A common New Year’s Resolution is to be vigilant against advance security threats. Fulfilling that resolution each year requires a more comprehensive approach as technologies evolves and attack methods become both more sophisticated and prevalent in our lives. As the new year begins, most organizations are putting their plans and tools in place to meet the objective. To provided additional support, here are the 7 top security in 2017 as Brite sees to consider.
- Device visibility
With the explosive growth of IoT and the new threat of attacks to these devices, IT managers are more worried than ever about unmanaged/unsecured devices connecting to the network. The holidays typically equate to an onslaught of new connected devices – who doesn’t want a new iWatch, iPad or other smart connected device? Many of these devices can improve productivity, while others are just vulnerability points for the enterprise. It is critical to understand what is connected to a network and the vulnerabilities they present.
- Zero-Day Attacks
It was hard to look at the news in 2016 and not see a story related to zero-day attacks. Ransomware attacks took the most headlines, including shutting down a DC based healthcare system, MedStar Health, for 8 days. MedStar was not just an isolated instance of a ransomware attack. According to CNN, $209 Million was paid just in Q1 2016 to ransomware criminals.
- Phishing Attacks
Phishing Attacks will continue to be a concern in 2017 because of the effectiveness, low cost and ease of execution. RSA released a report stating the total cost of phishing attacks during Q1 and Q2 of 2016 were $9.1 billion. Furthermore, new phishing attack were launched every 30 seconds. The success of phishing attacks is not surprising with the creativity hackers introduce in their latest attacks (see some examples here).
- Insider Threats
Employees bring a company to life. Without them, a company would just be a person’s concept. With them, is the concept of the insider threat. Not all insider threats are malicious– about half are accidental. A company is still at risk no matter how ethical employees may be. In review of 2015, Intel found that 43% of breaches directly connect back to Insider Threats.
- Unauthorized Access to Critical Information
Can every piece of data in a network be accounted for at every moment? For most, the answer in ‘no’. In reality, a company would have trouble knowing if a breach occurred without complete visibility into who is accessing critical data. All stages of data (at Rest, in motion in an out of the organization, in use during its entire lifecycle and very importantly, while it is stored in the cloud) each have their own set of challenges when it comes to protecting it. Because of the challenges associated with controlling the access to critical data, the FBI has even claimed that there are two types of companies in the US: Those who know they’ve been hacked and those who have been hacked, but don’t know it yet!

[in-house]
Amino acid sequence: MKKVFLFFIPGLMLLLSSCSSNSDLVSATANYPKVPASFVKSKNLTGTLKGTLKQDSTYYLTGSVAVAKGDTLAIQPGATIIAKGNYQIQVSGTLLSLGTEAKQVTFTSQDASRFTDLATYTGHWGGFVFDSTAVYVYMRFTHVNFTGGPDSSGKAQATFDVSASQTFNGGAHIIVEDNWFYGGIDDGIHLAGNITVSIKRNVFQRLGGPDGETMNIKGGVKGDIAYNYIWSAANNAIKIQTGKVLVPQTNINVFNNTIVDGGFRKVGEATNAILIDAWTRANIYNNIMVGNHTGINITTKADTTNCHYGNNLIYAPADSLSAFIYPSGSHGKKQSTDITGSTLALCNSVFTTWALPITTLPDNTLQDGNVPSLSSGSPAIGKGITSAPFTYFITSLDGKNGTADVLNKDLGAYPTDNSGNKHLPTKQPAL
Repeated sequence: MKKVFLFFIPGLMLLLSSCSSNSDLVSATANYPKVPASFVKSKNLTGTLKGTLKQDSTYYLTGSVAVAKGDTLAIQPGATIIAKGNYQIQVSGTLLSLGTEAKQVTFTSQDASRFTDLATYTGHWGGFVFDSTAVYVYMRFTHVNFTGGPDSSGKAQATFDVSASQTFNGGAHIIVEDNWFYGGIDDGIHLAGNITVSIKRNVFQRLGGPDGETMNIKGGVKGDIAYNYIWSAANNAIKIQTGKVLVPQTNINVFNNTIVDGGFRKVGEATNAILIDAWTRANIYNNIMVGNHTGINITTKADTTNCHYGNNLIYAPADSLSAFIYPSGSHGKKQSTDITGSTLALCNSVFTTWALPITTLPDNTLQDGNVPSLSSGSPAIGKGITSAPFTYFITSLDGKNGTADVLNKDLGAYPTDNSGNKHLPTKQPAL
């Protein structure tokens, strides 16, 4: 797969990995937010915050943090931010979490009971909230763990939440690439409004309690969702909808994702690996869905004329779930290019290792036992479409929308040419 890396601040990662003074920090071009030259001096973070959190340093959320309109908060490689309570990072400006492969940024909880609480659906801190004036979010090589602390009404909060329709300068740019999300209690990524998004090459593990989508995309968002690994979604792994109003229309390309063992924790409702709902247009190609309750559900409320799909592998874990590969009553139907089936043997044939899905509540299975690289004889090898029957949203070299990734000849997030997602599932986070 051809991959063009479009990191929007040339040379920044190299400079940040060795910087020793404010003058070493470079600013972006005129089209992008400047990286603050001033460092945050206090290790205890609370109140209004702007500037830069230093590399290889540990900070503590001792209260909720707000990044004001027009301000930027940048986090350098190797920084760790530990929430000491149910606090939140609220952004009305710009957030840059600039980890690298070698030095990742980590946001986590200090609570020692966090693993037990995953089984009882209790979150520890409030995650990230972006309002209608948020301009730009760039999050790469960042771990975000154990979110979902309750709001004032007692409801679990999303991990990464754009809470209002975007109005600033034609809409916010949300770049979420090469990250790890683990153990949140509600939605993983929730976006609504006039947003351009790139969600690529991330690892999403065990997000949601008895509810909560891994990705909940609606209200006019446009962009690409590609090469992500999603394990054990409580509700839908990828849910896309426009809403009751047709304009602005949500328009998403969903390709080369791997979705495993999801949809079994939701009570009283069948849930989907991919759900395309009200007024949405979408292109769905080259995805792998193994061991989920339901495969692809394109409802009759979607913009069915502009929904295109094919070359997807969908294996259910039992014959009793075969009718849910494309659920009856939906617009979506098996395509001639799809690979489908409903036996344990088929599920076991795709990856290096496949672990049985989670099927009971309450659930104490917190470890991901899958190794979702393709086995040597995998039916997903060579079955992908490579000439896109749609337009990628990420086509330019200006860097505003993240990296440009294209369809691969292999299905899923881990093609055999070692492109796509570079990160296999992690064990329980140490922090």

- Delayed Breach Identification
According to a Ponemon Institute study, it takes on average 6 months to detect a data breach and in many cases it is identified by an outside source. Looking at some of the largest public breaches of the year like Anthem, Home Depot, Target, we realize that these organizations have extremely large information security teams and budgets to support the necessary tools. If it takes an average of 6 months for organizations of this size to identify a breach, how long will it take organizations with much smaller teams? Today’s advanced threats and requires a new level of vigilance. For this reasons, many organizations are turning to Managed Security Service Provides to provide real-time, proactive 24/7 monitory and support of their security tools. These service providers are experts in tuning the firewalls, IPS, SIEM, etc to limit alerts and thus cutting down false positives. With a smaller number of alerts, internal security teams spend less time investigating incidents and more time completing strategic projects.
- Major Breach by Critical Partner/Vendor
Just like our employees, we put much trust in our partners and vendors. They are a critical aspect of our business. However, whenever people are brought into a network or have access to vital information, risks are associated with it. Don’t think a third party breach could happen to your organization? As of May 2016, Ponemon Institute reports that 75% of the IT and security professionals surveyed said the risk of a breach from a third party is serious and is increasing.